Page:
These books are so much fun, full of action and quirky characters. They’re short, quick reads. I listened to the audiobook (two books in one), which was excellent.
by Nicola Yoon
Neither Natasha nor Daniel is looking for their true love today. A string of random chances bring them together. But Natasha is being deported back to Jamaica tonight—will the random events continue, keeping them together, or will more chances tear them apart?
This book was beautifully written. I loved the points of view; the interspersed chapters about racial concerns, science, and history; and the interconnectedness of all of the seemingly minor characters who had an impact on everyone else’s lives. This is not an everything-comes-together-perfectly-and-they-all-live-happily-ever-after kind of book, but it is beautiful and hopeful, despite—or because of—moments of pain.
by Andy Weir
What do you get when you put Dorothy, Wendy, and Alice into a boarding school together? A world-hopping adventure where the Witch of the West teams up with Captain Hook and the Cheshire Cat comes to Oz, of course.
This graphic novel was a lot of fun, blending elements from our favorite fantasy worlds with a lot of attitude and a few surprises. I don’t often read graphic novels, but I finished this in about an hour—definitely worth a read.
by Eric P. Kelly
When Joseph’s family home is destroyed by enemies, he and his family must flee to Krakow. But why are evil men after them, and who is really behind it? And what is the family secret that is for the king of Poland’s ears alone?
I was pleasantly surprised by this story. It presents an accurate historical account of Poland while maintaining a strong spirit of adventure, mixed with the noble and heroic history of the Krakow trumpeter and the broken note. While I enjoyed reading it, I did have two complaints: 1) the narration occasionally sounds stilted and old-fashioned, and 2) there are multiple places where the narration pauses to explain too much (for instance, about how at that time everyone in Poland was very superstitious) instead of simply showing us and letting us figure it out for ourselves.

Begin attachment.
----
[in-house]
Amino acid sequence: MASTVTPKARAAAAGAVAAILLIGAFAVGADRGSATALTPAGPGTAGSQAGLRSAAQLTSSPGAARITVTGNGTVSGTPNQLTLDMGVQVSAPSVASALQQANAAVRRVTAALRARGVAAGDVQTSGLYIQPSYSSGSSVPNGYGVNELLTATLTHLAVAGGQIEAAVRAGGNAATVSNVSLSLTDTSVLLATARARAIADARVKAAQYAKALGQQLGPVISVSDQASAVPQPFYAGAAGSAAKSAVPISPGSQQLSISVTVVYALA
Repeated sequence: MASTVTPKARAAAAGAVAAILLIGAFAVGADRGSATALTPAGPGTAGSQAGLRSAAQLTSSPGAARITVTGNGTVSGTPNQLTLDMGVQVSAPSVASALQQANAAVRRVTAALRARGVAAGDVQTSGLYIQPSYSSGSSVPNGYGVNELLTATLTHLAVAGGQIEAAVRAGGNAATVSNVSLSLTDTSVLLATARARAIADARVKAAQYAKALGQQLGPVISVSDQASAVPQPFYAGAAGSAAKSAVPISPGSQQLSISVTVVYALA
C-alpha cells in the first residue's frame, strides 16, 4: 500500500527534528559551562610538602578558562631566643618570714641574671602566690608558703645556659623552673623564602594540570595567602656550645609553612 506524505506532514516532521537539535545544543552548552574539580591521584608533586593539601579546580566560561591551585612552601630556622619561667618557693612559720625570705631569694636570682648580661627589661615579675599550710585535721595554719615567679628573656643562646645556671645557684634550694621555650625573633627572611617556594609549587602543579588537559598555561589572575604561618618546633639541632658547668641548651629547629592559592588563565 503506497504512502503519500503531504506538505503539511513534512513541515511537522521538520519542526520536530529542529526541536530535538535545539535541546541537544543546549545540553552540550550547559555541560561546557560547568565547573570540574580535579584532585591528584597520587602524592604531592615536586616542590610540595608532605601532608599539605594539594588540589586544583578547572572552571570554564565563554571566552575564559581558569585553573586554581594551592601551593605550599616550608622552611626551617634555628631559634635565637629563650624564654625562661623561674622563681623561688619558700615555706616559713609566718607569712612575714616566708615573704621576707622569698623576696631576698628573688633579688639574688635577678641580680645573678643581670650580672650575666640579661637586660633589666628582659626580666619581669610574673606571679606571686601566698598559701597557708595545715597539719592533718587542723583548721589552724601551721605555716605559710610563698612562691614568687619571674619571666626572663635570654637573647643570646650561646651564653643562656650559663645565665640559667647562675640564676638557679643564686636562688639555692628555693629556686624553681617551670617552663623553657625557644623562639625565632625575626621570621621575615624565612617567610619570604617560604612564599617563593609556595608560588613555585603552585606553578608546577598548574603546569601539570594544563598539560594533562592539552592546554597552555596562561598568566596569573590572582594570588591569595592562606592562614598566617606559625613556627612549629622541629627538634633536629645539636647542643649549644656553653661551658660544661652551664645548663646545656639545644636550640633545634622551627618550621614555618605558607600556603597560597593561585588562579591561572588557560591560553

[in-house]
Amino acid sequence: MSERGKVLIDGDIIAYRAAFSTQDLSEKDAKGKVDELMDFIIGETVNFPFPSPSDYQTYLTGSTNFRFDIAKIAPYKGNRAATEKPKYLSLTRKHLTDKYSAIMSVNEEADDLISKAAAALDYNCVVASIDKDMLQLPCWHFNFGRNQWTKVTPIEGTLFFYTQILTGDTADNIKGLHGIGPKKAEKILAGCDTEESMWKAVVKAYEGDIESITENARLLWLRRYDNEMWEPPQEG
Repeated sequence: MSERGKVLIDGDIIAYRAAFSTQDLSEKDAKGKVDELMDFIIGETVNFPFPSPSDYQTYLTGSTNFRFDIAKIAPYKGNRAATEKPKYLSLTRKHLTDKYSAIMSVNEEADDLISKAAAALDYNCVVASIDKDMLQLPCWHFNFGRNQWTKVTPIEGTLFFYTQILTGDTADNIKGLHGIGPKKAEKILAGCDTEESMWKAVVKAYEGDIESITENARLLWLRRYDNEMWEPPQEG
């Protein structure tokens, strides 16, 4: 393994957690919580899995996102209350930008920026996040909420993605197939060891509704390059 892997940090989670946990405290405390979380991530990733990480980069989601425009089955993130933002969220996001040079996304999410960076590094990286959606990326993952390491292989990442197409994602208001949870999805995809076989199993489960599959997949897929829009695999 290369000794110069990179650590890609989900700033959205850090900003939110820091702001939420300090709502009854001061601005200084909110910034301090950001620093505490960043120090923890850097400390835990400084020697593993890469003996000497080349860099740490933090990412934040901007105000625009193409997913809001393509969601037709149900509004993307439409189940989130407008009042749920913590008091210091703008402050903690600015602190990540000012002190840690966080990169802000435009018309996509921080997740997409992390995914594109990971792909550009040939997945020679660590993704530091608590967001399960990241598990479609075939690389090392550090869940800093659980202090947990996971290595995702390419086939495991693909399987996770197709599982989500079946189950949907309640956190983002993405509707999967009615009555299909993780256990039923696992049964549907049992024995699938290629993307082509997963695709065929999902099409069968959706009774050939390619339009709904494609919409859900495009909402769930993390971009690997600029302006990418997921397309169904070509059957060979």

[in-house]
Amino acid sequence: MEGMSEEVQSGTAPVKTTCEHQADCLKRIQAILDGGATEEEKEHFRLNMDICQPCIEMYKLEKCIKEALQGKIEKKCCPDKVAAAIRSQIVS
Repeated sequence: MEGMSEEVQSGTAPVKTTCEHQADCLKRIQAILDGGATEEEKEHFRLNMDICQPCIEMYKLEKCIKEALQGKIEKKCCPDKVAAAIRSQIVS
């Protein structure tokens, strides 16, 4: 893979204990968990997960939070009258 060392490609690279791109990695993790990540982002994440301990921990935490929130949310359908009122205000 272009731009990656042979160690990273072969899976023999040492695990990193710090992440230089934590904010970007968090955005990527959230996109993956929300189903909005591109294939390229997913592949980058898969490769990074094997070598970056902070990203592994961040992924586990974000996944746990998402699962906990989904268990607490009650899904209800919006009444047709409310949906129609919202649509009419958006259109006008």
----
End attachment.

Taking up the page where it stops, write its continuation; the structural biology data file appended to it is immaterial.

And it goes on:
by Jacqueline West
When her family moves into the big stone house, Olive can tell it’s creepy. But she doesn’t expect to meet three talking cats or find a pair of spectacles that allow her to climb into and out of the paintings. The truth of the previous owners is even stranger—and more awful—than she guesses.
I LOVED this book. I don’t usually go for dark and creepy (think Coraline), but I’d heard good things, and I’m so glad I gave it a shot. The writing was wonderful (descriptions and metaphors that were unexpected but spot on), the characters were real and relatable, and the action kept me turning the pages. Maybe don’t read it in a dark house alone, but definitely read it.
by Adam Gidwitz and David Bowles
In another fun adventure of the Unicorn Rescue Society, Elliot and Uchenna travel across the country with Professor Fauna to rescue a chupacabras—essentially a vampire coyote. They make friends, see old enemies, and learn about these fascinating and terrifying creatures and the borderlands they live on.
I enjoyed this book, although I liked The Creature of the Pines better. The characters are fun, as always, and the creatures are great. The book explores different sides of the issues surrounding border walls (defense, splitting families, animal habitats, etc.) without pushing an agenda. The use of Spanish phrases gave even more of a Tex-Mex flavor, with only the harder ones getting an English translation.